Addressing a Spouse’s Fears About Parenting

Dear Dr. Gil:
havoca fear of parentingI saw in Moving Forward that you answer questions from husbands of survivors. I would like your opinion on the following: My wife was severely abused physically by her mother and father. Consequently, she has many fears about being hurt and she is very shy and stays away from people. She has one girlfriend but doesn’t see her much because she is afraid that she’s bothering her if she calls.

Four months ago we had our first child, a little girl. Since that time I have been worried about going to work and leaving my daughter alone with her mother. I’ve read that people do to their own children what was done to them. I get scared that my wife will hurt our baby (nothing she has done makes me think she has or could). Also, she sometimes seems shy even about the baby and gets jealous when I can quiet our baby down and she can’t. How do I stop worrying so much? I don’t want to police my wife with our own child. Thank you for answering my letter.

Concerned Husband

Dear Concerned Husband:

Thank you very much for your letter…. First of all let me say that many adults who were physically abused when they were children may feel frightened or worried about their own safety. Children who were abused live in explosive environments and, in order to protect themselves, they may learn to become defensive, scanning the environment, shying away from situations that might prove unsafe. Even after they are in safer environments, adults abused as children may feel reticent to trust others; they expect that others will hurt them. It takes great courage to reach out to others, form relationships, and make commitments. Many adults who were abused stay away from relationships altogether because relationships are associated with pain.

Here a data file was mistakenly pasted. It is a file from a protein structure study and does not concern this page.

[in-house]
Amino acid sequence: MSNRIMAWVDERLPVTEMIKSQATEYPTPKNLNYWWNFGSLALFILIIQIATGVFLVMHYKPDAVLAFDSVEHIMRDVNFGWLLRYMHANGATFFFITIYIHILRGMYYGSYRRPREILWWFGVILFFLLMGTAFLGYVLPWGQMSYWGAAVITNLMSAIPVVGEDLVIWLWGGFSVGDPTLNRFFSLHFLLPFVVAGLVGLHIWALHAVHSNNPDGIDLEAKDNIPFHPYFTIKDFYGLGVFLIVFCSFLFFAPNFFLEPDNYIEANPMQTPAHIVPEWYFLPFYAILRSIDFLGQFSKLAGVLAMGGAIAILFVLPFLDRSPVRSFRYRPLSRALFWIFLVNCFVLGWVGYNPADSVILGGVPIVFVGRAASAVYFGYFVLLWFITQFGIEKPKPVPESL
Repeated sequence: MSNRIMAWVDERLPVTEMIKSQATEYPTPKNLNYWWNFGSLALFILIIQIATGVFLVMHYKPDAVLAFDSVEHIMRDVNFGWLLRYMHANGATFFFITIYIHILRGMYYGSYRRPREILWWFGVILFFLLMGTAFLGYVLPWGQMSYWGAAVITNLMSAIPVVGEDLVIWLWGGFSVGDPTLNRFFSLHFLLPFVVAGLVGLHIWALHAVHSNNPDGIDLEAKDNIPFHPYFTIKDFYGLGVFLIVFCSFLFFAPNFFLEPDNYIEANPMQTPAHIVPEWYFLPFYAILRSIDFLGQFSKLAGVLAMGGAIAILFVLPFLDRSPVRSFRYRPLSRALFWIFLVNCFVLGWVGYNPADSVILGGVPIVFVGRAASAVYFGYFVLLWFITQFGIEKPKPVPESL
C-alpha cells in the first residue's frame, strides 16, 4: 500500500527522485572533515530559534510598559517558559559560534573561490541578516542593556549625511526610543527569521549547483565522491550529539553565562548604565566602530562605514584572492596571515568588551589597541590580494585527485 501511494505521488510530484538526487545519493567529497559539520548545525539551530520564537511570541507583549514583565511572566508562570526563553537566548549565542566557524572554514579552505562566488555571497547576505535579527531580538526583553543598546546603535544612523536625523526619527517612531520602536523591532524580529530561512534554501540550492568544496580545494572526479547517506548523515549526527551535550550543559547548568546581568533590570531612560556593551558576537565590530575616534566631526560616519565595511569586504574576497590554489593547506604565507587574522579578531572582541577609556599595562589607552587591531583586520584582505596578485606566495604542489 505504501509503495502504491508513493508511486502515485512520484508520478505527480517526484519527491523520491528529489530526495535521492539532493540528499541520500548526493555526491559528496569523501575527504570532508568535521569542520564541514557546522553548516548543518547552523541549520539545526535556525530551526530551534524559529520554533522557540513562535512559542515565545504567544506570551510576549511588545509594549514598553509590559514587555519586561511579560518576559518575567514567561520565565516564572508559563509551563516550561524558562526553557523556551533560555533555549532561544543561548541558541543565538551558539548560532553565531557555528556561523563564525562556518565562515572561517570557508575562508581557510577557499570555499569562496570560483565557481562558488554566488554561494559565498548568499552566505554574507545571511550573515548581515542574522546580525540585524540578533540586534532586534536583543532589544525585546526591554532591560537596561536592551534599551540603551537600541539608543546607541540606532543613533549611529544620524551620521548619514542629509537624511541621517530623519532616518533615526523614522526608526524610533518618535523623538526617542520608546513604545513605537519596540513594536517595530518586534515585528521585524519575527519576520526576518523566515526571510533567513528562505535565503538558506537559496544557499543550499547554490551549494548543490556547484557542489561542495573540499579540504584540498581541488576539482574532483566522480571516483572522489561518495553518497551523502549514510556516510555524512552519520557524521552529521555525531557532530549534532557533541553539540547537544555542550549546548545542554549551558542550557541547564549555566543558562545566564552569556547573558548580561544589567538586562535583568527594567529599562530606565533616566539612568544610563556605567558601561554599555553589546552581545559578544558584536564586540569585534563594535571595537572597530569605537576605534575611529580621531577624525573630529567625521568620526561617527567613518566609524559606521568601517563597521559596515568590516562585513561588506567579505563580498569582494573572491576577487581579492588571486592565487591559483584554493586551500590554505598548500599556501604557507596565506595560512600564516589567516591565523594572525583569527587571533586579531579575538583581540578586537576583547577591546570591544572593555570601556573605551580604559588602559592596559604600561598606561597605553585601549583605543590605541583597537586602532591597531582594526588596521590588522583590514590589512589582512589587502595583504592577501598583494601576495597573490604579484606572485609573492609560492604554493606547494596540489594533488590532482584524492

Your wife has made great strides in overcoming the impact of childhood abuse. She has established a relationship with you and has made a commitment to be your partner and a mother. She still may have some difficulty feeling free to reach out to others, and she still may harbor some negative feelings about herself. This, too, is common in abused children who end up feeling unlovable or unworthy of the attention of others. That may be why your wife may believe that she’s burdening a friend when she reaches out and why she often seems to prefer being alone. It’s difficult to break those patterns and expectations; yet, over time, she may learn to experiment with her friend and feel less shy about taking the risk of reaching out.

Regarding your worries about her hurting your child, it’s important for you to know that not everyone who was abused as a child becomes abusive. What the research shows is that many abusive parents have a history of being abused themselves, but no study has looked at what happens to abused children as they grow up. Some studies show that many abused children grow up to lead perfectly healthy, well-adjusted lives; they are good parents and work well in many different kinds of jobs.